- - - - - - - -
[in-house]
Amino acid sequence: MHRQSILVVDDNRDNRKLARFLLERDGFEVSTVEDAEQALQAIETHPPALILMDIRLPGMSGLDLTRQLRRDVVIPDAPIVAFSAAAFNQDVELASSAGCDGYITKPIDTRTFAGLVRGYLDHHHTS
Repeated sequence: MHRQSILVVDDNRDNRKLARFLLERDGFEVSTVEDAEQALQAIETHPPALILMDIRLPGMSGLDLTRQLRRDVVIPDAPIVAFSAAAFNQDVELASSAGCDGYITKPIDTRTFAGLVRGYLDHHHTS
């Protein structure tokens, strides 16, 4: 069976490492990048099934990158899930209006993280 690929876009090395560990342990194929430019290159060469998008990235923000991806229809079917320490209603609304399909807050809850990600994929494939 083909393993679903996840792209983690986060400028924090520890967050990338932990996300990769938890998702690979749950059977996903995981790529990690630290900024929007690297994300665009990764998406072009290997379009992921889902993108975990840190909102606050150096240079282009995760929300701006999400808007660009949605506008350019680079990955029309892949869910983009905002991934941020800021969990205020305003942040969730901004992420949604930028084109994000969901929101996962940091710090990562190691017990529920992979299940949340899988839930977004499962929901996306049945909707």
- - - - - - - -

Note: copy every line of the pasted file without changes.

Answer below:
[in-house]
Amino acid sequence: MHRQSILVVDDNRDNRKLARFLLERDGFEVSTVEDAEQALQAIETHPPALILMDIRLPGMSGLDLTRQLRRDVVIPDAPIVAFSAAAFNQDVELASSAGCDGYITKPIDTRTFAGLVRGYLDHHHTS
Repeated sequence: MHRQSILVVDDNRDNRKLARFLLERDGFEVSTVEDAEQALQAIETHPPALILMDIRLPGMSGLDLTRQLRRDVVIPDAPIVAFSAAAFNQDVELASSAGCDGYITKPIDTRTFAGLVRGYLDHHHTS
């Protein structure tokens, strides 16, 4: 069976490492990048099934990158899930209006993280 690929876009090395560990342990194929430019290159060469998008990235923000991806229809079917320490209603609304399909807050809850990600994929494939 083909393993679903996840792209983690986060400028924090520890967050990338932990996300990769938890998702690979749950059977996903995981790529990690630290900024929007690297994300665009990764998406072009290997379009992921889902993108975990840190909102606050150096240079282009995760929300701006999400808007660009949605506008350019680079990955029309892949869910983009905002991934941020800021969990205020305003942040969730901004992420949604930028084109994000969901929101996962940091710090990562190691017990529920992979299940949340899988839930977004499962929901996306049945909707």